It is widely accepted that extent of human-induced warming above pre-industrial levels would have catastrophic implications for billions of people and ecosystems on the planet.
UNEP’s latest “emissions gap” report issued on Monday concludes current pledges by countries under the Paris Agreement are insufficient as the world is setting “alarming emissions and temperature records which intensify extreme weather events and other climate impacts across the globe”.
Released ahead of Cop28 climate summit in Dubai, it finds “global low-carbon transformations” are needed to deliver cuts to predicted 2030 emissions of 28 per cent to get on a “least cost pathway” for the 2 degree goal, and 42 per cent for a 1.5 degree pathway – the key Paris pact goals. Maintaining the possibility of those temperature targets – and avoiding climate breakdown – “hinges on significantly strengthening mitigation [emission reductions] this decade to narrow the emissions gap”.
“There is no person or economy left on the planet untouched by climate change, so we need to stop setting unwanted records on greenhouse gas emissions, global temperature highs and extreme weather,” said Inger Andersen, UNEP executive director.
“We must instead lift the needle out of the same old groove of insufficient ambition and not enough action, and start setting other records: on cutting emissions, on green and just transitions and on climate finance,” she added.
The report shows if nothing changes, 2030 emissions will be 22 gigatonnes higher than the 1.5 degree-limit will allow. That is the total present annual emissions of the US, China and EU combined, UN secretary general António Guterres said.
He added: “Present trends are racing our planet down a dead-end three-degree temperature rise ... the emissions gap is more like an emissions canyon. A canyon littered with broken promises, broken lives and broken records.”
“All of this is a failure of leadership, a betrayal of the vulnerable, and a large missed opportunity when renewables have never been cheaper or more accessible,” Mr Guterres said.
Minster for Climate Eamon Ryan said: “The report is stark and alarming. It is not, unfortunately, a shock, We have seen wave after wave of wake-up reports from eminent scientists and meteorologists ... We’ve seen scorching heatwaves and devastating floods, including here in Ireland. Yet, it seems that most of us, particularly in the most developed countries, continue to go about our lives as if we are collectively hard-wired to ignore the pressing reality of climate change.”
“We have to speed up and scale up our switch to an economywide, low-carbon future based on green energy, green jobs and green agriculture,” he added.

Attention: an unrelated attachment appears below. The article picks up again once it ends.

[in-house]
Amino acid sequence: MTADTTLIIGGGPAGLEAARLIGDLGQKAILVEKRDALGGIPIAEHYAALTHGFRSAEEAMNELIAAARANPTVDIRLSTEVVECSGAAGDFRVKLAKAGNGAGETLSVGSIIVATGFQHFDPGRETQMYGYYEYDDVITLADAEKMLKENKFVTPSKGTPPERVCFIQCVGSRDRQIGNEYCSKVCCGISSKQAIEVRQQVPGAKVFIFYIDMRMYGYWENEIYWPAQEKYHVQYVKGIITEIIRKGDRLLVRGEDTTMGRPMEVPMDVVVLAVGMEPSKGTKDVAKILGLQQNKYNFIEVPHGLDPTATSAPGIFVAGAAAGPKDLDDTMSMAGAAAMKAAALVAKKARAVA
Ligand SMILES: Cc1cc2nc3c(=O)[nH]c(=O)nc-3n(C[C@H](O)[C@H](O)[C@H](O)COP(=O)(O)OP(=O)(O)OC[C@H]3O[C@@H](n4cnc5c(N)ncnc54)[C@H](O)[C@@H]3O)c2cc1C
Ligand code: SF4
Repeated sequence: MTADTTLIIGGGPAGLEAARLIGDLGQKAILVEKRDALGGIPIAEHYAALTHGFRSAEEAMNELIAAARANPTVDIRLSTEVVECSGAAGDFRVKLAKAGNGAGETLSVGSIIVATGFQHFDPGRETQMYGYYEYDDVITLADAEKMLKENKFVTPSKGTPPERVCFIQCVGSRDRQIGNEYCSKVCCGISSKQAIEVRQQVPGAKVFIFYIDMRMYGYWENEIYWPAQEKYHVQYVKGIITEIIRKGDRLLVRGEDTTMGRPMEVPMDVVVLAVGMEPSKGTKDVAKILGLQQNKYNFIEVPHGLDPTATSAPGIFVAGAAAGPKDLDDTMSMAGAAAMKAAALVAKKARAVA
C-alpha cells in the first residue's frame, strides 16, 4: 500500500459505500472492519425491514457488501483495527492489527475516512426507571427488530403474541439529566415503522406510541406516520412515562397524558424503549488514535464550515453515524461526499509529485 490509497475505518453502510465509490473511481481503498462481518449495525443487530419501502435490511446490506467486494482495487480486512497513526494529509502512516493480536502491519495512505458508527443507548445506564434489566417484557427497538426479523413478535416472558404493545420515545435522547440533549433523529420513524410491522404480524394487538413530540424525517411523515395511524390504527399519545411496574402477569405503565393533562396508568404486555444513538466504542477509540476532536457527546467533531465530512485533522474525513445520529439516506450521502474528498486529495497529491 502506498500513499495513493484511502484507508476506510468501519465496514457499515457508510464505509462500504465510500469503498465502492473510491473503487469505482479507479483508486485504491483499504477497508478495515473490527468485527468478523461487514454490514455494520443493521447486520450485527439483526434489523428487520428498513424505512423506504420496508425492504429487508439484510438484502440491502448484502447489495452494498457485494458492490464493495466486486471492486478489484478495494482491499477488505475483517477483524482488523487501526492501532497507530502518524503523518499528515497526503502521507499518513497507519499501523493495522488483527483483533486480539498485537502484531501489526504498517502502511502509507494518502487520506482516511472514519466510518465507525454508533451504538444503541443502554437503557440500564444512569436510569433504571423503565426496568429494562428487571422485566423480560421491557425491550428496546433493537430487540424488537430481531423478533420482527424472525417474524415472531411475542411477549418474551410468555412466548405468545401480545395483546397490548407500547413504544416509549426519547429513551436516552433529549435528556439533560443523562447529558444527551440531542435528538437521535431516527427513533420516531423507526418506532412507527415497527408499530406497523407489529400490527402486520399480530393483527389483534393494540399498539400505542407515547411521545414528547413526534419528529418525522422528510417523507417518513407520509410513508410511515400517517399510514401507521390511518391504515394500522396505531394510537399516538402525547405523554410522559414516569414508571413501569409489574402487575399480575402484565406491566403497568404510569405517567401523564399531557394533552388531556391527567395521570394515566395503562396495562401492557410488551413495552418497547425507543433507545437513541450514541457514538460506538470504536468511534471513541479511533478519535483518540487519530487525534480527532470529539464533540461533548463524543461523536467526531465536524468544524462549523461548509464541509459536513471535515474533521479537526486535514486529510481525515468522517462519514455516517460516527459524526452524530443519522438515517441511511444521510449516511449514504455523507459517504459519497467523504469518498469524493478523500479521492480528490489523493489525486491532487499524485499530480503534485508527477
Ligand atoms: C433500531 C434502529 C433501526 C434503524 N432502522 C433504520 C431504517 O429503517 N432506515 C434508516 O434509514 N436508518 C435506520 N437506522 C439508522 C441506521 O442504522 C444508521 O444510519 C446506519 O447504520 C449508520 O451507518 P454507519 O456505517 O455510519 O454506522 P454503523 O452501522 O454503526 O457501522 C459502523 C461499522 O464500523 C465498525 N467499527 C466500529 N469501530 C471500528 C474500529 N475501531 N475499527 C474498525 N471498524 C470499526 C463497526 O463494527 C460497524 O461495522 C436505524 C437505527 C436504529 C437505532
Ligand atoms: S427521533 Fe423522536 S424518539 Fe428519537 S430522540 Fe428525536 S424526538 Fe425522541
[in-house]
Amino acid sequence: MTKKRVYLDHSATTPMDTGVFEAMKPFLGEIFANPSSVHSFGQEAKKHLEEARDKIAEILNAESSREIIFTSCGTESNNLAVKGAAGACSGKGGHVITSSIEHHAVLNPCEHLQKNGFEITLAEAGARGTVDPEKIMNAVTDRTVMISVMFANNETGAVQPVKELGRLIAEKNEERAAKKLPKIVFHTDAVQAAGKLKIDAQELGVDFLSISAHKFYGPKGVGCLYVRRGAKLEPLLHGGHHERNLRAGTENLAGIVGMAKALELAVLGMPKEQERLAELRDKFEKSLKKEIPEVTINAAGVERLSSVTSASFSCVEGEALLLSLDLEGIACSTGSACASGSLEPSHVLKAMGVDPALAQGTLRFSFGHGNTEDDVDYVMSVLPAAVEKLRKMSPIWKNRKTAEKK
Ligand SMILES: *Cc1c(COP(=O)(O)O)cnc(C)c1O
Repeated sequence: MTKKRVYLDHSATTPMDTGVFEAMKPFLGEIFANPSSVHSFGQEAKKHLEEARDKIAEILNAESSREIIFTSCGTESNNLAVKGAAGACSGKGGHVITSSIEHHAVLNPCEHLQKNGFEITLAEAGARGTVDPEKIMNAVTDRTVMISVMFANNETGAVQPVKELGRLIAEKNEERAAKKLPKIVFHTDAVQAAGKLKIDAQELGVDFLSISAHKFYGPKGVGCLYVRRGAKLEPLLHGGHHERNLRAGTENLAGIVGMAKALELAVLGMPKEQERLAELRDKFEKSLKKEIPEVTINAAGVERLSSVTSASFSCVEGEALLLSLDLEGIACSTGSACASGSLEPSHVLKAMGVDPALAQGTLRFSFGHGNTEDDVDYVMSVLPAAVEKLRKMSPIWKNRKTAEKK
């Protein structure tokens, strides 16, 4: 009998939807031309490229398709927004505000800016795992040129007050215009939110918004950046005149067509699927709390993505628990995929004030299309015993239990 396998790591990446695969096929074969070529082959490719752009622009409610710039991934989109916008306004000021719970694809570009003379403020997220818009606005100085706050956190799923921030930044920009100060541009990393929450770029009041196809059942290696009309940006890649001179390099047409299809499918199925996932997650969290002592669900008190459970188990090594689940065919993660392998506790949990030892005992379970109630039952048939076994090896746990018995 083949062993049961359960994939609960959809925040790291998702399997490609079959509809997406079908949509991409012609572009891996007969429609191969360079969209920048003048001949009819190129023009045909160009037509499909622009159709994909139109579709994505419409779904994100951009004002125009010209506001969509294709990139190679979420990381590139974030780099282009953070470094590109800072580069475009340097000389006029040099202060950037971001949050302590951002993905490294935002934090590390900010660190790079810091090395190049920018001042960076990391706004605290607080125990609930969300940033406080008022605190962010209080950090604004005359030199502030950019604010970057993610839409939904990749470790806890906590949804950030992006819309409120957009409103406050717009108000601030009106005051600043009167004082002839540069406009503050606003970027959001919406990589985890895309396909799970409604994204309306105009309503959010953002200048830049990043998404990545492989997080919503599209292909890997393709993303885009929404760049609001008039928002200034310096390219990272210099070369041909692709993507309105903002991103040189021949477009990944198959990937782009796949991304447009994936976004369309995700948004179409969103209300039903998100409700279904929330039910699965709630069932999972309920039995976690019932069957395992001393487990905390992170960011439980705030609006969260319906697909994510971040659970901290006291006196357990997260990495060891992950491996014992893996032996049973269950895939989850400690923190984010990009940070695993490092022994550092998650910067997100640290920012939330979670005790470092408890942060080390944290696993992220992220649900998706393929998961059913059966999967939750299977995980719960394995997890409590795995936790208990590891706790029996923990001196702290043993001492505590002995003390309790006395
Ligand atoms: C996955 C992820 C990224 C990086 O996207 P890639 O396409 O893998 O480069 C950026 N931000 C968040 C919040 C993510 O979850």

This was needed to ensure Ireland’s prosperity and to support those least responsible for the impact of rising global temperatures and climate disruption. Mr Ryan cited Oxfam analysis showing the richest 1 per cent in the world emit as much planet heating emissions as the five billion people who make up two-thirds of the world’s poorest people. “This is wrong. This cannot go on. This has to change.”
Countries with greater capacity and responsibility for emissions, like Ireland, had to take more ambitious action and at the same time support developing nations to make their green transition, he said.
Mr Ryan said he would be going to Cop28 to advocate for the polluter pays principle, “to ensure that there is adequate funding to support the most vulnerable countries and states in the world and to encourage greater access to renewable energy, particularly in the developing world, and Africa specifically.”
The report finds emissions have reached a record 57.4 gigatonnes of carbon dioxide equivalent. “Emissions trends reflect global patterns of inequality. Because of these worrying trends and insufficient mitigation efforts, the world is on track for a temperature rise far beyond the agreed climate goals during this century,” the UNEP says.
Implementing future policies already promised by countries would shave 0.1 degrees off the 3-degree limit, it says. Putting in place emissions cuts pledged by developing countries on condition of receiving financial and technical support would cut the temperature rise to 2.5 degrees; still a catastrophic scenario.
It acknowledges progress since the Paris Agreement was signed, “but significantly ramping up implementation in this decade is the only way to keep the window open for limiting global warming to 1.5 degrees without significant overshoot”.